Ascetic warriors, Mughal rule, Akharas
William Pinch's ambitious book traces ascetic warriors-companies (akharas) of men and their retinues who variously called themselves sanyasis, gosains, bairagis, fakirs and (especially) nagas - from the beginning of the sixteenth century to the Nehru era. He suggests first, a process of expansion and institutionalization during the seventeenth century under Mughal rule; second, a peak of influence in the eighteenth century when armed ascetics were employed as inexpensive and well-armed infantry and cavalry soldiers; and third, an incomplete domestication of militant ascetics under the suspicious vigilance of British rule and with redefinitions of "proper" Hindu asceticism in modem devotional Hinduism and Hindu nationalism.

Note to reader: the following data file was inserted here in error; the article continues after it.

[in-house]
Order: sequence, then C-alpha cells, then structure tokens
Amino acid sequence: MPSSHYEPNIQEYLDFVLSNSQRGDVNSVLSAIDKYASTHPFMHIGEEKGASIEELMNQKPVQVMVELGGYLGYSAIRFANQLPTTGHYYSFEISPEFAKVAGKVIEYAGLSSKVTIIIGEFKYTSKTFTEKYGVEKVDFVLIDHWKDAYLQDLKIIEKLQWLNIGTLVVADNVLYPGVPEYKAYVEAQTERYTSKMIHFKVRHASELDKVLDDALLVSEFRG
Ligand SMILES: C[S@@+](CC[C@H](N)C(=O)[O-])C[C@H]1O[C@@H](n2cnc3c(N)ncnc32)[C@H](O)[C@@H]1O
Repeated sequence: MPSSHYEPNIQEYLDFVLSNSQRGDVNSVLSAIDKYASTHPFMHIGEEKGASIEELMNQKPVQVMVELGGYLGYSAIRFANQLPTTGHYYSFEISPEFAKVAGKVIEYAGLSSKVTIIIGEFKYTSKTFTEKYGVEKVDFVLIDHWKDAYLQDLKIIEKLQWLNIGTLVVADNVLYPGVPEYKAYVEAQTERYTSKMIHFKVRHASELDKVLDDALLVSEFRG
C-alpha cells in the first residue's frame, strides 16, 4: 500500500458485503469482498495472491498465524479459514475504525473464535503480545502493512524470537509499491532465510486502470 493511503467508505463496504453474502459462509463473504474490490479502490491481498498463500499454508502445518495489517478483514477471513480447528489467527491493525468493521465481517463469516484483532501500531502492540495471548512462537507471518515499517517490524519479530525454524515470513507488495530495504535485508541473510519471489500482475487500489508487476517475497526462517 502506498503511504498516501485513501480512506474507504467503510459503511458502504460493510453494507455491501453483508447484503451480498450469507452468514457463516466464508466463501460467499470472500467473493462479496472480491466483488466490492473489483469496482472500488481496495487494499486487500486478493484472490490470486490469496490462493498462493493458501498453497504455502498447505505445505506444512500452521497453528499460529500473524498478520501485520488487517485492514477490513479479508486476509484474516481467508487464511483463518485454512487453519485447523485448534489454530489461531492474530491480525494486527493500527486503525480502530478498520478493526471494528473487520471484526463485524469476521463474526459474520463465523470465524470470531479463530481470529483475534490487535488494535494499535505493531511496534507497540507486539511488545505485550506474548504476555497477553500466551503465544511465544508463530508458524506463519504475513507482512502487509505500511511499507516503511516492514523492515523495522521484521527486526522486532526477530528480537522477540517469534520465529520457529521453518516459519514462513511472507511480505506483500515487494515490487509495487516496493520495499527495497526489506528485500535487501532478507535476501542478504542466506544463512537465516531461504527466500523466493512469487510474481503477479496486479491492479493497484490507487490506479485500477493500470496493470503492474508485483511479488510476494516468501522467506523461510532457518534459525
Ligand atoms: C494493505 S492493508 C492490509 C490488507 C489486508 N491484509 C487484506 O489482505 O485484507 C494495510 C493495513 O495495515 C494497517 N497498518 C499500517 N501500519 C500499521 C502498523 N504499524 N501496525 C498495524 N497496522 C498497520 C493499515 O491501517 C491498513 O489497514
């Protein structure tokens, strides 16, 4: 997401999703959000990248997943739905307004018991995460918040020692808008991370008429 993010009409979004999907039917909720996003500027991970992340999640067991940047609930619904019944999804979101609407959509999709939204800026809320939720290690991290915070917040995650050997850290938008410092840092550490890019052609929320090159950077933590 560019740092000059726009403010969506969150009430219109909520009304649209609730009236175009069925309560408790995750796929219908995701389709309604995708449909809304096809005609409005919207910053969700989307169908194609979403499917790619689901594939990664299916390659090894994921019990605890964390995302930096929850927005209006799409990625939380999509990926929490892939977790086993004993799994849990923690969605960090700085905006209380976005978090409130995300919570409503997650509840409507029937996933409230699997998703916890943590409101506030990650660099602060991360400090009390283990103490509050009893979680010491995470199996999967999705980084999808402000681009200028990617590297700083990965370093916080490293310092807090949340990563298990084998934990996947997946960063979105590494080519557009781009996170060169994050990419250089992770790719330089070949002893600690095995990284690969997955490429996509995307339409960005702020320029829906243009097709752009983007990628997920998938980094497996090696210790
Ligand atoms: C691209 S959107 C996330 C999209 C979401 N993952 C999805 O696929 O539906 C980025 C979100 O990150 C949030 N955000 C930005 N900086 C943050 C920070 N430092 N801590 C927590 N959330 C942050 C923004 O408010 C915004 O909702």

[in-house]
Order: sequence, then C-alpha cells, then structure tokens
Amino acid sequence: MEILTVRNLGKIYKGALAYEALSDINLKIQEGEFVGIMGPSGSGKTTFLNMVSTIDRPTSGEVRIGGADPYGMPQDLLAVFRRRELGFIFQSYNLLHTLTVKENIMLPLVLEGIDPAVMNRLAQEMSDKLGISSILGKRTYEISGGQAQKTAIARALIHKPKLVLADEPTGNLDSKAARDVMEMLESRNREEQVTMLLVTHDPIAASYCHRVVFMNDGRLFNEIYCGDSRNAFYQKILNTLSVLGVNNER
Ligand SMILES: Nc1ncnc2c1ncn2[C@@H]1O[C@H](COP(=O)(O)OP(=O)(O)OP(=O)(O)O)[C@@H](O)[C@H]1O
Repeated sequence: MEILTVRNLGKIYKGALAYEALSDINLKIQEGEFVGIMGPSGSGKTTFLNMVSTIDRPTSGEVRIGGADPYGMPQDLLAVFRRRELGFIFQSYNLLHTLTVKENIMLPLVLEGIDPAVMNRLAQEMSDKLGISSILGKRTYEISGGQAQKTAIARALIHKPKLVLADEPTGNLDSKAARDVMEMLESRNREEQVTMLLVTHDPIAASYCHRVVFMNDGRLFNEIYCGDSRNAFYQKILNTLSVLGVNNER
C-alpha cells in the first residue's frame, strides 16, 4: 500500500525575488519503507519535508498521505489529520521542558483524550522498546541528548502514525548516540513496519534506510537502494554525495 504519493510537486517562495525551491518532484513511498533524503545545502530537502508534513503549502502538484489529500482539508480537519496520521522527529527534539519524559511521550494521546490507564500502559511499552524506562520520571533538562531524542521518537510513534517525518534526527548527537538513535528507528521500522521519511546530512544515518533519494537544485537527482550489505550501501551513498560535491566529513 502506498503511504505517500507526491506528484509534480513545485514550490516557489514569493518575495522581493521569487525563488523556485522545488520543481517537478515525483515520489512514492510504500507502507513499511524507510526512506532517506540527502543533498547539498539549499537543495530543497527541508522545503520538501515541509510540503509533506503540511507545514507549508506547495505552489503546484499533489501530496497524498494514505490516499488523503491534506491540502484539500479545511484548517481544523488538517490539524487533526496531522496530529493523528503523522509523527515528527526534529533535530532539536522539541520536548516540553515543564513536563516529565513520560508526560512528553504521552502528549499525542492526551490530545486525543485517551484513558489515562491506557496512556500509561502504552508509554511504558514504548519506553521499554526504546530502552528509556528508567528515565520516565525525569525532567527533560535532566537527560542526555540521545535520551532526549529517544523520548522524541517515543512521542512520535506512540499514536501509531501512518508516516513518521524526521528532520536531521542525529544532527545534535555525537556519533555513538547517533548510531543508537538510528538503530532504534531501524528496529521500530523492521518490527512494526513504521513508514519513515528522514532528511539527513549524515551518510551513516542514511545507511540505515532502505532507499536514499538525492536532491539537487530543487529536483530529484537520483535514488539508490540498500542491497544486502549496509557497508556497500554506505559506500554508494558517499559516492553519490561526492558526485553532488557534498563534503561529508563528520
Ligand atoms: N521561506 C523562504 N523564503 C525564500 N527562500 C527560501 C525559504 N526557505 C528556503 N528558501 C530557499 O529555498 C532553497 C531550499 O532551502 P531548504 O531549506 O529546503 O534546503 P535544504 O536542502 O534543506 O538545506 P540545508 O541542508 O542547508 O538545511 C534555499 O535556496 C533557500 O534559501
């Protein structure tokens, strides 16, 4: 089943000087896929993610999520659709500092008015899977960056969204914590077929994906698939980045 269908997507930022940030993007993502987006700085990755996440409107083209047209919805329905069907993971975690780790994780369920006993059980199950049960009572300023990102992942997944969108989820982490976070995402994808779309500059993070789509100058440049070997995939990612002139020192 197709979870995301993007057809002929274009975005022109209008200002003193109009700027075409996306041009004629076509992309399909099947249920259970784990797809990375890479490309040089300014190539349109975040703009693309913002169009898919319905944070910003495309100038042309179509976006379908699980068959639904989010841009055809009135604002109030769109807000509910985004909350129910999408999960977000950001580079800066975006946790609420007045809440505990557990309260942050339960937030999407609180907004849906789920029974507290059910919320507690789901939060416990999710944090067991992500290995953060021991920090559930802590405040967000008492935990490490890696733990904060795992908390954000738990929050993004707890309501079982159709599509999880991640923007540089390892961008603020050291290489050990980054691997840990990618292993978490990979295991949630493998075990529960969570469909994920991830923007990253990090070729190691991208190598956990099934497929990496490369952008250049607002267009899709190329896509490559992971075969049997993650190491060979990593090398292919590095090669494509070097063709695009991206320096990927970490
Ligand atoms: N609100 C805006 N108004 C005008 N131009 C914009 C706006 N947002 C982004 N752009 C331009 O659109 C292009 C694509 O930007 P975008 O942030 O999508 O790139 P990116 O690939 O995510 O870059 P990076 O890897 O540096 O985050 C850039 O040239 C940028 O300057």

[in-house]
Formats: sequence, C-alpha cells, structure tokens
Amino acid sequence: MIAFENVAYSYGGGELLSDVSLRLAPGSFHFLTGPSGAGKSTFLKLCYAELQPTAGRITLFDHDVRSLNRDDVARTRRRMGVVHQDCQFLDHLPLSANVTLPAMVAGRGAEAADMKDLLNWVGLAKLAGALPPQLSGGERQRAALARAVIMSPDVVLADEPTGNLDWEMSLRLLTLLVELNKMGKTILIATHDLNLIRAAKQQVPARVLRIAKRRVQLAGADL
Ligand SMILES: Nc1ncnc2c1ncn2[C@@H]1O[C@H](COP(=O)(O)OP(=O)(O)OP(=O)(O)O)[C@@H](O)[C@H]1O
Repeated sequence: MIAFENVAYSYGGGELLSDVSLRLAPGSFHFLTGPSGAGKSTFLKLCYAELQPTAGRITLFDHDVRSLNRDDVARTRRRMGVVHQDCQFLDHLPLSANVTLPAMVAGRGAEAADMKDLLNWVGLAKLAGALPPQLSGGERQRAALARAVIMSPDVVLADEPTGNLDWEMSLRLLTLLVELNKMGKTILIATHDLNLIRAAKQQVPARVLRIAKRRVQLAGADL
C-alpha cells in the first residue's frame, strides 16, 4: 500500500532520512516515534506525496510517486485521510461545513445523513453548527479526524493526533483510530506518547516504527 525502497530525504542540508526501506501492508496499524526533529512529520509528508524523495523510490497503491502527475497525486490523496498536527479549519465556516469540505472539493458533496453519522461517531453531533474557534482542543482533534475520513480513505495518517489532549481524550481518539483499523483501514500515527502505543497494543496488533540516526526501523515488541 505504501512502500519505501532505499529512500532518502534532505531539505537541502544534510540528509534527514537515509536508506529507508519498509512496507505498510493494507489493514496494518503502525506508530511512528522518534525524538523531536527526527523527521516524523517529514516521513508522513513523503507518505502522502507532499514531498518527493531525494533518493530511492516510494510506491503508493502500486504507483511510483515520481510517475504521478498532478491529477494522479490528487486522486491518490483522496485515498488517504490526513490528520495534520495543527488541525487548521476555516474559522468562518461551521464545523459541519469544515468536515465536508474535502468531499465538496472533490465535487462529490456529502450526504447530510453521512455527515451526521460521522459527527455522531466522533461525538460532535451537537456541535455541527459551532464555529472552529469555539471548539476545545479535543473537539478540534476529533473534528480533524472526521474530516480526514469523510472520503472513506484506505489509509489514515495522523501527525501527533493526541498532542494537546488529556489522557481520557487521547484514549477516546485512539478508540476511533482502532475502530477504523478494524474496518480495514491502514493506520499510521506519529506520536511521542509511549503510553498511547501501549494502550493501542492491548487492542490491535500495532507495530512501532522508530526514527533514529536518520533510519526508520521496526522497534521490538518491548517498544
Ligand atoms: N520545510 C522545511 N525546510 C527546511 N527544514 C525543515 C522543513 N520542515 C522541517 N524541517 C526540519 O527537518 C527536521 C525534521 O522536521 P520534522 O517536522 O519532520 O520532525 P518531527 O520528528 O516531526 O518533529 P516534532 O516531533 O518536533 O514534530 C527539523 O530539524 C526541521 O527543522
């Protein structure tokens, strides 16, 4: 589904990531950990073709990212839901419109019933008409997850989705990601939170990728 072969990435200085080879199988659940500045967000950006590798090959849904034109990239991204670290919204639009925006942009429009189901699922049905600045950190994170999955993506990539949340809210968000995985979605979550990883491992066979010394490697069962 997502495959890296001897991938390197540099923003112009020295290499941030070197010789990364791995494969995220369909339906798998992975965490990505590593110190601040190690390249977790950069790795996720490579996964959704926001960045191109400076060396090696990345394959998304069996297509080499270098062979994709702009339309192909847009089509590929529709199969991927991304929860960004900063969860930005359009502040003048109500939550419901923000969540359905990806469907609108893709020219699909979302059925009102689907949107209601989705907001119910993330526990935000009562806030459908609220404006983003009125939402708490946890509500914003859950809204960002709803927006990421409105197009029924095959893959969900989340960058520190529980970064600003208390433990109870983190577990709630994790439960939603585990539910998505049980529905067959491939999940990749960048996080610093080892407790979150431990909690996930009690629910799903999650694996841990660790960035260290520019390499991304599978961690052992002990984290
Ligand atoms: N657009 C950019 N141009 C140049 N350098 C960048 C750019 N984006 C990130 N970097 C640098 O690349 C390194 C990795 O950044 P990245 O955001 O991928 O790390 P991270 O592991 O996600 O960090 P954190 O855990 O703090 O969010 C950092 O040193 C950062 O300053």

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Pacific Affairs: An International Review of Asia and the Pacific is published by the University of British Columbia, Vancouver, BC, Canada
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Stable URL: http://www.jstor.org/stable/40377512
Curley, David, "Review of: Warrior Ascetics and Indian Empires by William R. Pinch" (2008). Liberal Studies. 5.